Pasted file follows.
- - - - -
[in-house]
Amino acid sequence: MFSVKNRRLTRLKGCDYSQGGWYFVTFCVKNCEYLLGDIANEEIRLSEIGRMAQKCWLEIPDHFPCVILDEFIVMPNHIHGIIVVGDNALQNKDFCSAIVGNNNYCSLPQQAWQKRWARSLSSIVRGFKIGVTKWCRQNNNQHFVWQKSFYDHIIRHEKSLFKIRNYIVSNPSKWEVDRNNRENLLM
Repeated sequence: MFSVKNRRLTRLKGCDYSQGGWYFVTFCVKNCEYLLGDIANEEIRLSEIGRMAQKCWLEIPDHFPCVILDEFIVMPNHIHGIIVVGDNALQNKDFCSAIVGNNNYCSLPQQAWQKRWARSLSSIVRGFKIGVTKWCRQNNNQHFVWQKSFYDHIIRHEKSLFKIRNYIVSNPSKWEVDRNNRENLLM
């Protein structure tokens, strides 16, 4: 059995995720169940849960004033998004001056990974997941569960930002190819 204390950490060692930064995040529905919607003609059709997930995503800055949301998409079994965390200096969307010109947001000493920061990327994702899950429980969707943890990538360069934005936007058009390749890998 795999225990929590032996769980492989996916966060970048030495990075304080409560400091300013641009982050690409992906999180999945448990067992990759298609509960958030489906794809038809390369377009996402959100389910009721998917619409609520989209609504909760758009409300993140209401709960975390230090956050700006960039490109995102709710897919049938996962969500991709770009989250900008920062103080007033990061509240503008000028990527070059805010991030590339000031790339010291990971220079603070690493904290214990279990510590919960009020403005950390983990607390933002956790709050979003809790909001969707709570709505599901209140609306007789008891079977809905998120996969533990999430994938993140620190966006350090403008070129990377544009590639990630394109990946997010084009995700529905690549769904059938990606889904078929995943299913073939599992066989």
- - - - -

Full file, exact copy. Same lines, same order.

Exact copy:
[in-house]
Amino acid sequence: MFSVKNRRLTRLKGCDYSQGGWYFVTFCVKNCEYLLGDIANEEIRLSEIGRMAQKCWLEIPDHFPCVILDEFIVMPNHIHGIIVVGDNALQNKDFCSAIVGNNNYCSLPQQAWQKRWARSLSSIVRGFKIGVTKWCRQNNNQHFVWQKSFYDHIIRHEKSLFKIRNYIVSNPSKWEVDRNNRENLLM
Repeated sequence: MFSVKNRRLTRLKGCDYSQGGWYFVTFCVKNCEYLLGDIANEEIRLSEIGRMAQKCWLEIPDHFPCVILDEFIVMPNHIHGIIVVGDNALQNKDFCSAIVGNNNYCSLPQQAWQKRWARSLSSIVRGFKIGVTKWCRQNNNQHFVWQKSFYDHIIRHEKSLFKIRNYIVSNPSKWEVDRNNRENLLM
């Protein structure tokens, strides 16, 4: 059995995720169940849960004033998004001056990974997941569960930002190819 204390950490060692930064995040529905919607003609059709997930995503800055949301998409079994965390200096969307010109947001000493920061990327994702899950429980969707943890990538360069934005936007058009390749890998 795999225990929590032996769980492989996916966060970048030495990075304080409560400091300013641009982050690409992906999180999945448990067992990759298609509960958030489906794809038809390369377009996402959100389910009721998917619409609520989209609504909760758009409300993140209401709960975390230090956050700006960039490109995102709710897919049938996962969500991709770009989250900008920062103080007033990061509240503008000028990527070059805010991030590339000031790339010291990971220079603070690493904290214990279990510590919960009020403005950390983990607390933002956790709050979003809790909001969707709570709505599901209140609306007789008891079977809905998120996969533990999430994938993140620190966006350090403008070129990377544009590639990630394109990946997010084009995700529905690549769904059938990606889904078929995943299913073939599992066989």